Need help with algebra

Pmb

PHF Hall of Fame
Apr 2009
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Boston's North Shore
This should be easy for me but then again that's why I'm brushing up. I.e. if you don't use it then you loose it. See attached picture. How does he do the algebra after the integration is done to get to the end? Many Thanks!!!
 

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Pmb

PHF Hall of Fame
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my apologies. I forgot that I have to show some work that we've done. I'm doing that now and will post it later. Pete is not above the rules here, :)

This is as far as a got
 

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Last edited:
Apr 2015
1,035
223
Somerset, England
Very quickly and sorry it's so scruffy, but this might help.

Considering only the right hand integral and leaving the 1/(b-a)^2 outside the bracket,
Expanding and integrating and then substituting a and b into the result brings out the terms in your third line.
Note I have taken the factor of 1/4 outside the bracket which means multiplying the terms inside through by 4.

The next step is to sparately do this for the left hand integral and you will need to take out the 1/(b-a)^2 outside the bracket, multiplying the result of substituting 0 and a into the left hand integral.

This does indeed lead on to line 4

Please ask if you need me to work this out as well.

As a matter of interest this looks like an evaluation of the expectation via the state variable in one dimension, between x= a and x = b.
Normally in 3 dimensions the integration variable is radial r.

It is not shown in your extract why the modulus of A squared is 3/b so I ahve taken this on trust.
Perhaps you would like to explain this?
 

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Pmb

PHF Hall of Fame
Apr 2009
1,576
331
Boston's North Shore
Very quickly and sorry it's so scruffy, but this might help.

Considering only the right hand integral and leaving the 1/(b-a)^2 outside the bracket,
Expanding and integrating and then substituting a and b into the result brings out the terms in your third line.
Note I have taken the factor of 1/4 outside the bracket which means multiplying the terms inside through by 4.

The next step is to sparately do this for the left hand integral and you will need to take out the 1/(b-a)^2 outside the bracket, multiplying the result of substituting 0 and a into the left hand integral.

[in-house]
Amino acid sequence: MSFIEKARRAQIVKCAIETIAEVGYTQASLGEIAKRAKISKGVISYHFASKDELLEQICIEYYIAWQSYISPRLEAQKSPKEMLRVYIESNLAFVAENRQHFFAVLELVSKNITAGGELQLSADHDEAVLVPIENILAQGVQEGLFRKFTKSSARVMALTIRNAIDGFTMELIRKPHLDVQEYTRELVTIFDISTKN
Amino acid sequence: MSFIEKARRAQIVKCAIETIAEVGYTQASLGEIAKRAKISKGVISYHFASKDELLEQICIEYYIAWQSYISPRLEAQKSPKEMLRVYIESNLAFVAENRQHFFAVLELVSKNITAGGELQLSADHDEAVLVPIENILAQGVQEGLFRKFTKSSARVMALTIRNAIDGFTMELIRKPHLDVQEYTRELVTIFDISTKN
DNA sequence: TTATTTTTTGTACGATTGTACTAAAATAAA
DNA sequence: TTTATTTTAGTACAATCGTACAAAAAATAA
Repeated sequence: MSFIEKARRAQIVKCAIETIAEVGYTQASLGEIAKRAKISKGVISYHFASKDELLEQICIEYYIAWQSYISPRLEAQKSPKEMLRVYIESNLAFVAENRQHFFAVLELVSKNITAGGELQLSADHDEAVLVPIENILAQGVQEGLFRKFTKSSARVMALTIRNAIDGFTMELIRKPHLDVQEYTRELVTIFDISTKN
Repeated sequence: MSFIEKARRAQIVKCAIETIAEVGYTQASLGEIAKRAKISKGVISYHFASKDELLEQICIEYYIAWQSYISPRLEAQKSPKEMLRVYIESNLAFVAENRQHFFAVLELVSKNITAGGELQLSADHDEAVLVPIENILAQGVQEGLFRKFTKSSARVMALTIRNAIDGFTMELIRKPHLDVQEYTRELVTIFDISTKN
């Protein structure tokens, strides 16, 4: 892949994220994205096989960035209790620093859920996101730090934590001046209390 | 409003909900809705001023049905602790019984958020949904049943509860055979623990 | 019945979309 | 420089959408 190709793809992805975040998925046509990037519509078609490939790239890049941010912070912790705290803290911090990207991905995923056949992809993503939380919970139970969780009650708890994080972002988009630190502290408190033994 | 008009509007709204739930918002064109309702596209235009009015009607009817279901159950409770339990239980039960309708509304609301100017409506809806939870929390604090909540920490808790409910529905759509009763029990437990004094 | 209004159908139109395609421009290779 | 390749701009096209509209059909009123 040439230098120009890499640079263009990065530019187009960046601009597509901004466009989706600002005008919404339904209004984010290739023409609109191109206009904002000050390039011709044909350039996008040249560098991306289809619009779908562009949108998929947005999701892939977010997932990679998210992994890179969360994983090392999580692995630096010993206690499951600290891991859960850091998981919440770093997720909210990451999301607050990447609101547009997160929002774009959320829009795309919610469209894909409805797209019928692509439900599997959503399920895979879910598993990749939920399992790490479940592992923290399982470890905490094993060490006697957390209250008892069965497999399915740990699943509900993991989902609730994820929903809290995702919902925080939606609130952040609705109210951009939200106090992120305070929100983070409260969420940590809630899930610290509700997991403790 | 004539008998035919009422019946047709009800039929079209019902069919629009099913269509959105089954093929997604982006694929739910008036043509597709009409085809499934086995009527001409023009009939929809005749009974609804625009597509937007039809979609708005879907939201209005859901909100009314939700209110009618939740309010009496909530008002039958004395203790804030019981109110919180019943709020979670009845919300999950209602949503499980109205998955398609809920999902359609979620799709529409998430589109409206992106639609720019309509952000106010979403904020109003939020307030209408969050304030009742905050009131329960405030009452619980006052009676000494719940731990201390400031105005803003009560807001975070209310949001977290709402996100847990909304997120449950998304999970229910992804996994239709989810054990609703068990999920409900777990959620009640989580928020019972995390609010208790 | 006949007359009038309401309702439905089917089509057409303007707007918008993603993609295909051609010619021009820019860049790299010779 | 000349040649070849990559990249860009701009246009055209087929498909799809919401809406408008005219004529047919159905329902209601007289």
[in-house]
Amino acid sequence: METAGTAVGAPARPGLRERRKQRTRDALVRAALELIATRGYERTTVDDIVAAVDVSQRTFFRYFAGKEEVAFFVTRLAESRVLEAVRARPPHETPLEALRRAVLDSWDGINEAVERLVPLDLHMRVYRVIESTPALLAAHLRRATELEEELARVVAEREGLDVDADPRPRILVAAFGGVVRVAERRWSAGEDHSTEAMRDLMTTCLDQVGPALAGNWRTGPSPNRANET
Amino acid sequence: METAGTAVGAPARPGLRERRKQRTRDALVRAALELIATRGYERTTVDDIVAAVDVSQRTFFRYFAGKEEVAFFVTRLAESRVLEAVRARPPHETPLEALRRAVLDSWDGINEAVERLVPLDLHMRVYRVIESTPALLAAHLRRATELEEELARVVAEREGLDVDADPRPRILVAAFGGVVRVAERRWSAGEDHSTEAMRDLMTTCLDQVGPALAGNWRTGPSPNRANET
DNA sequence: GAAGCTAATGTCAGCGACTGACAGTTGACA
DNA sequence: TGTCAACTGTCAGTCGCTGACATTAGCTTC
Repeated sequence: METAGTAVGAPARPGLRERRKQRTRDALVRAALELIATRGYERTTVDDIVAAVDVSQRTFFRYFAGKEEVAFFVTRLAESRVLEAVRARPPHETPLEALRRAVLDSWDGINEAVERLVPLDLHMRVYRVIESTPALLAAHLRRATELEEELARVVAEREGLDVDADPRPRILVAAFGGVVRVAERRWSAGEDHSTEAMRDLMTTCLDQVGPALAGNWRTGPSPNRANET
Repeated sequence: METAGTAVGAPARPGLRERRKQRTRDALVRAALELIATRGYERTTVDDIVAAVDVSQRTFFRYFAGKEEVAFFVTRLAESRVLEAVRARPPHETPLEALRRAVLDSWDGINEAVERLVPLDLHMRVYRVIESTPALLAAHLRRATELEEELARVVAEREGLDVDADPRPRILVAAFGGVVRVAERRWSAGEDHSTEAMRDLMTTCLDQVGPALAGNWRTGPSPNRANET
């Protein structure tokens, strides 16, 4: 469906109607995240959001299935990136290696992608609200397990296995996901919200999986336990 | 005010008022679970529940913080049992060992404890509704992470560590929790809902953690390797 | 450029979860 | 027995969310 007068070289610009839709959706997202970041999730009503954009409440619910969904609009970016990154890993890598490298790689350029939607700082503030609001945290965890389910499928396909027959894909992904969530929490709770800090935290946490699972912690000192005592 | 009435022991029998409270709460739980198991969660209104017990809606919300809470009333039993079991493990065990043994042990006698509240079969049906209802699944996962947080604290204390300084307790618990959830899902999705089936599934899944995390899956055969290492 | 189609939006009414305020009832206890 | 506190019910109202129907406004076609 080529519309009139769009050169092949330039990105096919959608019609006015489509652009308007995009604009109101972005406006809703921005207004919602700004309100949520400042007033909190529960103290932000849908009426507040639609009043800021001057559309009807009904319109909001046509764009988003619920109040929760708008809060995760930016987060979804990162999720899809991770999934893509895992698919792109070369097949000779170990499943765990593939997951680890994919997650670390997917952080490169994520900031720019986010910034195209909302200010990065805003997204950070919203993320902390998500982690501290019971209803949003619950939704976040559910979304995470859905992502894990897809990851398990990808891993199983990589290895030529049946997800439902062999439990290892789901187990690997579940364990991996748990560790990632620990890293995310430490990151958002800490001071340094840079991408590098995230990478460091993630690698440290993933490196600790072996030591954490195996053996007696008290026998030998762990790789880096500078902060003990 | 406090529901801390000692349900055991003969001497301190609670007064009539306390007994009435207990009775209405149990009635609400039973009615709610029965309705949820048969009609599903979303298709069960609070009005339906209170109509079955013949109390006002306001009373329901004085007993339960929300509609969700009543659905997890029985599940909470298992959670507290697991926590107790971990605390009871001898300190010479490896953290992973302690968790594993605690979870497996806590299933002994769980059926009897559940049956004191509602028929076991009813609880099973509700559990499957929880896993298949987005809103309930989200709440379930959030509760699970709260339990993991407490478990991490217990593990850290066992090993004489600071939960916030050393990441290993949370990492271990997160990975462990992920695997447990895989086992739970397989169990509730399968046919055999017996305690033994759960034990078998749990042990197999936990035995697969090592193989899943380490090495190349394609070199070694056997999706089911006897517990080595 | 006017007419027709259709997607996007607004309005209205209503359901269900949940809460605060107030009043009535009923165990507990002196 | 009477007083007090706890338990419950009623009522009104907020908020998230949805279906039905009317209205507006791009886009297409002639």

This does indeed lead on to line 4

Please ask if you need me to work this out as well.

As a matter of interest this looks like an evaluation of the expectation via the state variable in one dimension, between x= a and x = b.
Normally in 3 dimensions the integration variable is radial r.

It is not shown in your extract why the modulus of A squared is 3/b so I ahve taken this on trust.
Perhaps you would like to explain this?
I don't see anything you mentioned. Here's what I did and got stuck on. In fact here's he entire problem (it was really an algebra problem from where I sit
 

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Last edited:
Oct 2017
536
256
Glasgow
The mistake is the sign of the third term on the second to last line. It should be \(\displaystyle +\frac{b^4}{4}\). With that I get:

\(\displaystyle <x> = \frac{A^2 a^2}{4} + \frac{A^2}{(b-a)^2}\left[\frac{b^4}{12} - \frac{b^2 a^2}{2} + \frac{2ba^3}{3} - \frac{a^4}{4}\right]\)

The rest drops out. The part at the end to yield \(\displaystyle \frac{2a+b}{4}\) is tricky. You can try letting

\(\displaystyle (c_1 a + c_2 b) (b-a)^2 = (b^3 - 3a^2b + 2a^3)\)

and then try and find \(\displaystyle c_1\) and \(\displaystyle c_2\) by equating coefficients. It turns out they are consistent for all coefficients and the factorisation is possible.
 
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Pmb

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The last line was the least of my concern. It was going from the their to the last to the second to the last. I thought that the second to the last was due to factoring. I proved to myself otherwise.

Thanks for trying. In the future when I request a full derivation I mean the whole enchilada. :)
 
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Pmb

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Apr 2009
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Boston's North Shore
I'm amazed at how rusty one's skills can get after being unable to do some work for a few years. It's almost scary. Makes me want to stop but I keep pushing myself. That's the hard part.